However, he agreed that streaming platforms make access easier. “Prominence is given to subtitling, making it easier for people to understand,” he said.
Vijay Subramaniam, director and head, content, Amazon Prime Video, is humbled that creators are putting streaming platforms on a high pedestal. “Everything we do starts with our customers,” he said. “It is important for us to also acknowledge that the taste of the audience is never constant. It is important to understand that we are dealing with many Indias.”
What has also helped, said Das, is that the film festival culture has grown. “You see more youngsters flocking to the festivals and queuing up for films irrespective of the place,” she said. Her films have screened in festivals in Kerala, Kolkata, Delhi, Himachal Pradesh, Odisha and Mumbai. “It just leads to a word-of-mouth (promotion) when the locals watch it,” she said, adding that except for a few states like Bihar, Jharkhand and Haryana, where the festival culture is yet to pick up, people seem aware about films, which “leads to the growth of content-driven cinema”.
The filmmakers are also learning. At the time of his first release, Kothanodi (2015), Hazarika said his team was “very raw and did not know how to push a film with little understanding of the distribution system and how it works in India”. His latest film, however, was endorsed by director Anurag Kashyap. “To put a film in the public domain is really difficult because you need a big public relations budget,” he said. “It is not practical and almost an impossible task. To have a celebrity endorsement really helps.” So does every tweet, Facebook post or any social media interaction.
“We had a small release outside Assam and the response has been pretty good,” said Hazarika. “I have been following the feedback coming in on social media and even the live response during screenings has been really good. Perhaps we have been able to communicate what we wanted to communicate.”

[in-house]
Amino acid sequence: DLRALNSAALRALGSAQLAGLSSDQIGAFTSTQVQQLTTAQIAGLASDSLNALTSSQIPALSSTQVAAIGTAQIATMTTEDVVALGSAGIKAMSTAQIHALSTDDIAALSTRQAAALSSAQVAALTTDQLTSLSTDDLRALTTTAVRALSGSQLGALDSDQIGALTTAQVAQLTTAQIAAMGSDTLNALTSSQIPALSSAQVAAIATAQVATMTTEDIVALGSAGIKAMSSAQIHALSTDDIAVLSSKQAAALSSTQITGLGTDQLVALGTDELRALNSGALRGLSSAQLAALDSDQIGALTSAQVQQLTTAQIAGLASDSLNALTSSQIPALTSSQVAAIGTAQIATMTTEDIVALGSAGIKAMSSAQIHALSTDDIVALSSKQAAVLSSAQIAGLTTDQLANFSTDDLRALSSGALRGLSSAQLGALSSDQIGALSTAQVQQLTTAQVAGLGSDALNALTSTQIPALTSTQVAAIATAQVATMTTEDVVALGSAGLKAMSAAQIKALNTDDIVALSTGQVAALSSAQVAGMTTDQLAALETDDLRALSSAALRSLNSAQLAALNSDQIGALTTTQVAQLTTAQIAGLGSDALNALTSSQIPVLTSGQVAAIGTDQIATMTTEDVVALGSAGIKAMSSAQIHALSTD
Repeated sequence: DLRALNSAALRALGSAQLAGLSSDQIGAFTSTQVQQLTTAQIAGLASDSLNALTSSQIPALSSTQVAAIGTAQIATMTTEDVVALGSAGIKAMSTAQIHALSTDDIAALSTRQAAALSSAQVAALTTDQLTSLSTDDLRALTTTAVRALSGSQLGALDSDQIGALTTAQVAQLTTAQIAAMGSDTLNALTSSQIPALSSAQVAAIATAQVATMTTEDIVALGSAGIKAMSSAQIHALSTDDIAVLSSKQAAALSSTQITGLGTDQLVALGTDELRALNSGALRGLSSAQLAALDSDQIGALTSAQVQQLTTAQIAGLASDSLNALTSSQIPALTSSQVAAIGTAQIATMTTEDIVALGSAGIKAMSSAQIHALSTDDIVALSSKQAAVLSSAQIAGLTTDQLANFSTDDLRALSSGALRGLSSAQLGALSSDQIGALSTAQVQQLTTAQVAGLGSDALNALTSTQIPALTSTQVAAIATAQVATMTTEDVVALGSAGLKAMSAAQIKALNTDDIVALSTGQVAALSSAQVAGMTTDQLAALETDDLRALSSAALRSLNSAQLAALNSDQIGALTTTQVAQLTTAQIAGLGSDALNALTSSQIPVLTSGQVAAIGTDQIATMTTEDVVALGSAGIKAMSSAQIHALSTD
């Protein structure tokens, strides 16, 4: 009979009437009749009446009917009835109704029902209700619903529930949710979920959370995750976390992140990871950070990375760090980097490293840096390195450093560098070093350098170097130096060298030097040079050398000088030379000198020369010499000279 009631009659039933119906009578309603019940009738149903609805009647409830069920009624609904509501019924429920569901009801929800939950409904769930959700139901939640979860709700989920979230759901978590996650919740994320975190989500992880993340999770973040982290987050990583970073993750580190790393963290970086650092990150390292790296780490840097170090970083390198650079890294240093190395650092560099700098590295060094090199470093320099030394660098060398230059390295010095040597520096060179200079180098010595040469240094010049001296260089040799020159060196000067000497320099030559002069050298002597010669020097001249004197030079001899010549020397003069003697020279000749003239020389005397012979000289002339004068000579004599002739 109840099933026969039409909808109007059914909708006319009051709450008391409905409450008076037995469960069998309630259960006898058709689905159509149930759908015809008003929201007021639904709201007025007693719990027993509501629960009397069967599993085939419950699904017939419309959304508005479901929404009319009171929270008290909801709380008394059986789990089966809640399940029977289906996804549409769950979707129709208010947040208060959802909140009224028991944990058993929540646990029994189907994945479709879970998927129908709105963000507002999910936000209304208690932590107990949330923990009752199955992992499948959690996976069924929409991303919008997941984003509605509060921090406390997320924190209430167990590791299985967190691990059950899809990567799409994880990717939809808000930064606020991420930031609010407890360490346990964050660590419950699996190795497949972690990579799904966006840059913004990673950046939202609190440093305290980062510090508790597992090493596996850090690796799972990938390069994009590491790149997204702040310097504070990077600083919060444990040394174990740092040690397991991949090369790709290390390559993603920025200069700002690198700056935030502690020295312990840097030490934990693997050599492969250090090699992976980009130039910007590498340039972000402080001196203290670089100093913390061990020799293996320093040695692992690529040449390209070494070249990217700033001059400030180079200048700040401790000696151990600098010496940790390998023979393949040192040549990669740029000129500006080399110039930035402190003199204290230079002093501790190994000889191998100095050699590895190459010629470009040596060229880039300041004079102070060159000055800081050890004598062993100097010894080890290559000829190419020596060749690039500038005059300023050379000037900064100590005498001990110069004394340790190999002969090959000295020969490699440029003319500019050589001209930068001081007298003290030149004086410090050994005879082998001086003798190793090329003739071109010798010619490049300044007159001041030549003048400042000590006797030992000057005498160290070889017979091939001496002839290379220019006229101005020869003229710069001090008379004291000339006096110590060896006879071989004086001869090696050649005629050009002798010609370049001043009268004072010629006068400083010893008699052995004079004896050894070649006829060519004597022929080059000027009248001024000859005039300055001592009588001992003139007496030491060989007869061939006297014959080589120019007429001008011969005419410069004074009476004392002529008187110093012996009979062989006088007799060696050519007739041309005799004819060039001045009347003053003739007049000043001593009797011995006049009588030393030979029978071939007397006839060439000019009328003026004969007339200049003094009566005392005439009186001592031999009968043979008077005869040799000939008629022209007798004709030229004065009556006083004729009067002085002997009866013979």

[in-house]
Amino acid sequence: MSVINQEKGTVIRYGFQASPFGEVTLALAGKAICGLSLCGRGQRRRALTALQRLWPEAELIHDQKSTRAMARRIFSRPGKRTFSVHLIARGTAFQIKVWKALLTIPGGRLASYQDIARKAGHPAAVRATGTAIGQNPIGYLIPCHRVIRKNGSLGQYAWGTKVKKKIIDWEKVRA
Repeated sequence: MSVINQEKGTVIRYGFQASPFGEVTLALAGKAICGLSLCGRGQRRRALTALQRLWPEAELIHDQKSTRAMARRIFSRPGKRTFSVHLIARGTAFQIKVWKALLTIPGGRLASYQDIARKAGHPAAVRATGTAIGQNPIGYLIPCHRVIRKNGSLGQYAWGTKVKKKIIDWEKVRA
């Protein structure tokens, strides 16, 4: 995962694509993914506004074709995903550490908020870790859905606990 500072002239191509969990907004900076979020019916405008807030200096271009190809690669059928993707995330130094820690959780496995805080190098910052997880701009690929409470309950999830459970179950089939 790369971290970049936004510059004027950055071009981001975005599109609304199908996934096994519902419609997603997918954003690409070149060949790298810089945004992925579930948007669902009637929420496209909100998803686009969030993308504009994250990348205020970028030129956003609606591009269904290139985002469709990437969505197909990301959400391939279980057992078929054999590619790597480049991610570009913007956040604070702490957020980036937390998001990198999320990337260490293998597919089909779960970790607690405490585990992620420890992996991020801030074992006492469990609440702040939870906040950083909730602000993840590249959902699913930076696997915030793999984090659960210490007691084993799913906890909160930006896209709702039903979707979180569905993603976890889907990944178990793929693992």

Of course, people still like the star-driven, mega blockbusters, said Subramaniam. “But they also like the high-on-concept films,” he said. “When one talks about Kumbalangi Nights or Virus, these are hallmark stories that are being told. They are being told and consumed by the community that they are being told for, but at the same time, what streaming platforms like ours do is liberate [them from] the constraints of distribution.”
Siddharth Jain, director, Inox Group, a multiplex chain, told me that streaming platforms, contrary to popular belief, have added to the theatre-going audience because “now people wait for a certain film to release”.
“If you see box-office collections over the past five years, they have been growing every year even on a same store basis,” he said. “You have to understand that platforms like Netflix are a niche market of five to 10 lakh people. Overall, there are two billion cinema tickets sold in various strata of society across the country. But streaming has made people want to consume more content. Traditionally, we would consume content three hours a week. Now, we consume content three hours a day. In that sense, there has been an expansion of the market in itself. Nobody has eaten from each other. We are eating from our free time.”
And that awareness has led to a boom in content coming from different regions. “It is the fastest growing sector right now,” said Jain. “The educated audiences, and the audience who wants to go back to their roots have lapped up the new revolution in films. With quality of content on the rise, everyone is embracing it. The fact that Bollywood has taken a cue from regional films like Sairat (Dhadak) and Arjun Reddy (Kabir Singh) says a lot about the explosion that language films are bringing.”